|From the Veterans of Gettysburg...
"Gettysburg has many lessons--- that of national unity, that of economic
progress, that of eventual reconciliation. But perhaps the best lesson to learn from any
war is how it might have been avoided by a little more good-will, a little more
compromise, little more of a liberal attitude of the minds that see only in terms of
logical conclusions, the minds to which white is white and black is black, and there is no
gray. For us who have grown in wisdom with the years we can see that change is inevitable,
that there must also be continuity. We will never reach any point where our national life
can afford to remain static."
"Neither can there be any complete break with the past.
Between those who see only the need for change and those who resist change, I have come to
the conclusion that any nation will be torn asunder if they persist in fighting it out as
in the Civil War. At this last day we can see that Gettysburg is a good illustration of
irrepressible conflict which exist with those who do not have the patience and imagination
to progress thro' compromise."
|The Gettysburg Address
Four score and seven years ago our fathers brought forth on this
continent, a new nation, conceived in Liberty, and dedication to the proposition that all
men are created equal.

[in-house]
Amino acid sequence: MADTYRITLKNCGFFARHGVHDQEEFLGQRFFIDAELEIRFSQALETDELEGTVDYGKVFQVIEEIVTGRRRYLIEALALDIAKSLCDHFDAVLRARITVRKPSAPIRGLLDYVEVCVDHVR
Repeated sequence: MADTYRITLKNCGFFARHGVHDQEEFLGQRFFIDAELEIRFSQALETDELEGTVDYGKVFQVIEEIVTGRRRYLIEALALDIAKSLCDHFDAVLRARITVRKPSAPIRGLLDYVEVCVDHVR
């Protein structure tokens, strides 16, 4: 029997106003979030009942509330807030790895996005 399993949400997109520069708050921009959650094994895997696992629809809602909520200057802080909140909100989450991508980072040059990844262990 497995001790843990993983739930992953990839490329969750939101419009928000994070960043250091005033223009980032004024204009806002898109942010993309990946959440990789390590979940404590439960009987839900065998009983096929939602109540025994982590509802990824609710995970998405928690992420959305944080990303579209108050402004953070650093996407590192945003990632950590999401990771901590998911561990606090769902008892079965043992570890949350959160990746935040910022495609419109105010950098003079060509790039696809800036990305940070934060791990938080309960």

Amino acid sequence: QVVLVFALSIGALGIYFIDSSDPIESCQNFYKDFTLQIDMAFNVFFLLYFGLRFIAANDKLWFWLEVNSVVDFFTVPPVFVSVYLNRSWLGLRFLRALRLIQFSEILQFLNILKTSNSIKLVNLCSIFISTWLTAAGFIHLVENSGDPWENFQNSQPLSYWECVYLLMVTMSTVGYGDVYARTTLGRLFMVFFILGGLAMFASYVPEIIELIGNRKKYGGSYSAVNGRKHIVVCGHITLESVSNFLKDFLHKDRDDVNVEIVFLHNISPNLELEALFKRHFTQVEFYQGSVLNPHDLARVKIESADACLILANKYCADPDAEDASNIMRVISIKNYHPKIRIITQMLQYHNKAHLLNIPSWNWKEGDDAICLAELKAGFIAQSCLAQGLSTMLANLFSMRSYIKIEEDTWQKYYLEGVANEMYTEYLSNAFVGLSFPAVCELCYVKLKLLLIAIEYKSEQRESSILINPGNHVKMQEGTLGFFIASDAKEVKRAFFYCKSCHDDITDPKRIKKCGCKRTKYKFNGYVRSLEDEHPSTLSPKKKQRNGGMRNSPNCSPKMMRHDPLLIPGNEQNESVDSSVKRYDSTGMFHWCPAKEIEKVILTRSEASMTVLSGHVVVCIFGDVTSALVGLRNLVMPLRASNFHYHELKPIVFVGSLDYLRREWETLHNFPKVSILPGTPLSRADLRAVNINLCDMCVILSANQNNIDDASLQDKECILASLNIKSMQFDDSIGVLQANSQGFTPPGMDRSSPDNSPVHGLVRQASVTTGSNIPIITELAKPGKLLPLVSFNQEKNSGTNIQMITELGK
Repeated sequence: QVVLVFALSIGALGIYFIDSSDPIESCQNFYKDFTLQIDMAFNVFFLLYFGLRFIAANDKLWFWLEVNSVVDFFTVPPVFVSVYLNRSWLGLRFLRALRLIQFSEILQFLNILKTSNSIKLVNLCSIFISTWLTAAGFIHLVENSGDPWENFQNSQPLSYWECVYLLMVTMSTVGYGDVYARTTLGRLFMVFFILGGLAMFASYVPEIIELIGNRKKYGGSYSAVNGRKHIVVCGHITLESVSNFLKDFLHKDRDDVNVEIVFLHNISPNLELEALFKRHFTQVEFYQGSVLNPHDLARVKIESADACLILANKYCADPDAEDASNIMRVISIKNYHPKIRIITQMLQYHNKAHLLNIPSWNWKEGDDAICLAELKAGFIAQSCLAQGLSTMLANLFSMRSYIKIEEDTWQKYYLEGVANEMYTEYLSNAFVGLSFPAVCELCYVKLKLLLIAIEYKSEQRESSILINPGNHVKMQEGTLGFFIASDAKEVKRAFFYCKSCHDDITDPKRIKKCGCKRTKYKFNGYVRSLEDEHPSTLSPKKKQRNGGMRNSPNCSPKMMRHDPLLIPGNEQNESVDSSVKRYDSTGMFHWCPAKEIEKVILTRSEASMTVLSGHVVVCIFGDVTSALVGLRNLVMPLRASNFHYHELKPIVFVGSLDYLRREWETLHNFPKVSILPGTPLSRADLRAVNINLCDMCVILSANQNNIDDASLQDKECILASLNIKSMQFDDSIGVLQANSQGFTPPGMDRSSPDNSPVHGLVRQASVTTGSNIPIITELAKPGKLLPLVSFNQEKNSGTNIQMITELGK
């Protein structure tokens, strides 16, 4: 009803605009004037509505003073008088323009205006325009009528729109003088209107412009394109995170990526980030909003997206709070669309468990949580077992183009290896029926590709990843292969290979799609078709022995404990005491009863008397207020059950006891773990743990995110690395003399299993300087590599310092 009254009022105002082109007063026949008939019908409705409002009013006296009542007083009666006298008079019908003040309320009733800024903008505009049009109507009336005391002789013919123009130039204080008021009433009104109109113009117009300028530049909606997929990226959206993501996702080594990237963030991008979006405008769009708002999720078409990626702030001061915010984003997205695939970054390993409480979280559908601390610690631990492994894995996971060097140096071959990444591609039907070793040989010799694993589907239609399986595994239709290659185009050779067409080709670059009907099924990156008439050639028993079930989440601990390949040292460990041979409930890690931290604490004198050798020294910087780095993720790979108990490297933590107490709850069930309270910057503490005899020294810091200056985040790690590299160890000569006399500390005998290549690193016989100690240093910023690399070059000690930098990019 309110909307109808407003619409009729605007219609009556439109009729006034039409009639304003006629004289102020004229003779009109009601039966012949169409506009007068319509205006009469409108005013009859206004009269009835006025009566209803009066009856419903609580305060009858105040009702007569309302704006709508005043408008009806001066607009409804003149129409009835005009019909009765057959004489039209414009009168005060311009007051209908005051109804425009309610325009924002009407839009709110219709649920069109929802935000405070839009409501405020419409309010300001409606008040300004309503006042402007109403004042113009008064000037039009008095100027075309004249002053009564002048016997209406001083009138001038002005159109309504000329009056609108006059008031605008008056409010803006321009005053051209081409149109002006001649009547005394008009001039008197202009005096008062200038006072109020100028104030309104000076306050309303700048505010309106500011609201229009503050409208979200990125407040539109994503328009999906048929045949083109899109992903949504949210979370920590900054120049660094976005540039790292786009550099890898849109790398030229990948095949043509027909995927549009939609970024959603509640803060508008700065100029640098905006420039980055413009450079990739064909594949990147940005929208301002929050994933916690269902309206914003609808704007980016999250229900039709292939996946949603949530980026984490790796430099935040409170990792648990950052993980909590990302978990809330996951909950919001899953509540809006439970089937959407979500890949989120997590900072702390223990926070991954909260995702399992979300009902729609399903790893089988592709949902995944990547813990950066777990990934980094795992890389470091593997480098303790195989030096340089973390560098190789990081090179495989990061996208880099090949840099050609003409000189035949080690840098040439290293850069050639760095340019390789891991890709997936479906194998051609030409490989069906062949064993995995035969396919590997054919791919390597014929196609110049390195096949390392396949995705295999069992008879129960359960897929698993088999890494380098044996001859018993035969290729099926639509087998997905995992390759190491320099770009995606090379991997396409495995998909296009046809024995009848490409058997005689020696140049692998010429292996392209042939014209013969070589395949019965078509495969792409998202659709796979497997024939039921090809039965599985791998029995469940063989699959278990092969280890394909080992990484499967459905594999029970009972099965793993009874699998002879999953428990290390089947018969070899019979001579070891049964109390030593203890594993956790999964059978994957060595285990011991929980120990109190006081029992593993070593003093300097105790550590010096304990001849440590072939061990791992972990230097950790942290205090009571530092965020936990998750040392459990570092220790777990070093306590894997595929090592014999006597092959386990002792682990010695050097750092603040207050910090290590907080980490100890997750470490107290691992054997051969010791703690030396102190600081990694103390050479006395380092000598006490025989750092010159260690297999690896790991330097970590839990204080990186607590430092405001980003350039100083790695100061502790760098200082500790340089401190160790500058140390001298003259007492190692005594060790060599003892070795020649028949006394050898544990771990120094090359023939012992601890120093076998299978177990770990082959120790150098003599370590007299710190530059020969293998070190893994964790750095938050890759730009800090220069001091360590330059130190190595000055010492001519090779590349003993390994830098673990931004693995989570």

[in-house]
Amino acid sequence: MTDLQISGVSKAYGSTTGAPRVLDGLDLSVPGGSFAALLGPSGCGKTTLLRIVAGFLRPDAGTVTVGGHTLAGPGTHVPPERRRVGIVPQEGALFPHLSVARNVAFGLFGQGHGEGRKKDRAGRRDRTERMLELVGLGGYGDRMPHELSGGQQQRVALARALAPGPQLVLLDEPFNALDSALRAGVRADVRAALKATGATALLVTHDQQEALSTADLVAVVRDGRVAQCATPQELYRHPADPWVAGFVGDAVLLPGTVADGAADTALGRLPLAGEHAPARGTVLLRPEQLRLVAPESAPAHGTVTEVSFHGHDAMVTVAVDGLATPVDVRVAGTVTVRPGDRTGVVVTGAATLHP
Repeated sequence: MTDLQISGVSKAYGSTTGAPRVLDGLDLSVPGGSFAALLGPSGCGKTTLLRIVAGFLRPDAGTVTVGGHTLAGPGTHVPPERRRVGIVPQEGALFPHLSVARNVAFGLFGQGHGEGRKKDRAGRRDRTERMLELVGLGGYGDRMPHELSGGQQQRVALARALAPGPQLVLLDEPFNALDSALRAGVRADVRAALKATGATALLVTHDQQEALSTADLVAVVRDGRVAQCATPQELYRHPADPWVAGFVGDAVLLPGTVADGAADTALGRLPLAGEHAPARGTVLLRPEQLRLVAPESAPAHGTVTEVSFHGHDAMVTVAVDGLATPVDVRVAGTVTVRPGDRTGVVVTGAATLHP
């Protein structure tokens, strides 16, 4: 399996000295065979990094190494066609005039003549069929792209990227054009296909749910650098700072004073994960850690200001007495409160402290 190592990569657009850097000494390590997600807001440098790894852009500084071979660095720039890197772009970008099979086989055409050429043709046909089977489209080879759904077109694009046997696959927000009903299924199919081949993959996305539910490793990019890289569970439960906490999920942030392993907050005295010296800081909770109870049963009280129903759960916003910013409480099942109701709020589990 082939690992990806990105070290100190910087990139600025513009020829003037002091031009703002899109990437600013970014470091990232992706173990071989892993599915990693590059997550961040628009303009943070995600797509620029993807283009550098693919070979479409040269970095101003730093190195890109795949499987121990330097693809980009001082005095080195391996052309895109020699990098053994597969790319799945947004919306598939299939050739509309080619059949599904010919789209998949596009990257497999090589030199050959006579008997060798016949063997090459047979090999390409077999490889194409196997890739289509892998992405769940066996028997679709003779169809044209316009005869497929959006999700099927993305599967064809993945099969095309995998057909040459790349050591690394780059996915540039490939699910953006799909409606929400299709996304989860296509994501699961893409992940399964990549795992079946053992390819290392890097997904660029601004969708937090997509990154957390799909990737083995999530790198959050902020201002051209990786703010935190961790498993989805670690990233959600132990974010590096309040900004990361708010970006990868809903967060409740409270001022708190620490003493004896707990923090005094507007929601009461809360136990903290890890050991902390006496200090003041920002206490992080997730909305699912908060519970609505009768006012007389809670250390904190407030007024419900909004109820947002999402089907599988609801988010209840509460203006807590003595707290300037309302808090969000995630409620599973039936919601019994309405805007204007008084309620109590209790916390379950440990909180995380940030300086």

Now we are engaged in a great civil war, testing whether that nation, or any nation so
conceived and so dedicated, can long endure. We are met on a great battle-field of that
war. We have come to dedicate a portion of that field, as a final resting place for those
who here gave their lives that nation might live. It is altogether fitting and proper that
we should do this.
But, in a larger sense, we can not dedicate-we can not consecrate-we can not hallow-this
ground. The brave men, living and dead, who struggled here, have consecrated it, far above
our poor power to add or detract. The world will little note, nor long remember what we
say here, but it can never forget what they did here. It is for us the living, rather for
us to be here dedicated to the great task remaining before us-that from these honored dead
we take increased devotion to that cause for which they gave the last full measure of
devotion- that we here highly resolve that these dead shall not have died in vain-that
this nation, under God, shall have a new birth of freedom-and that government of the
people, by the people, for the people, shall not perish from the earth.
November 19, 1863.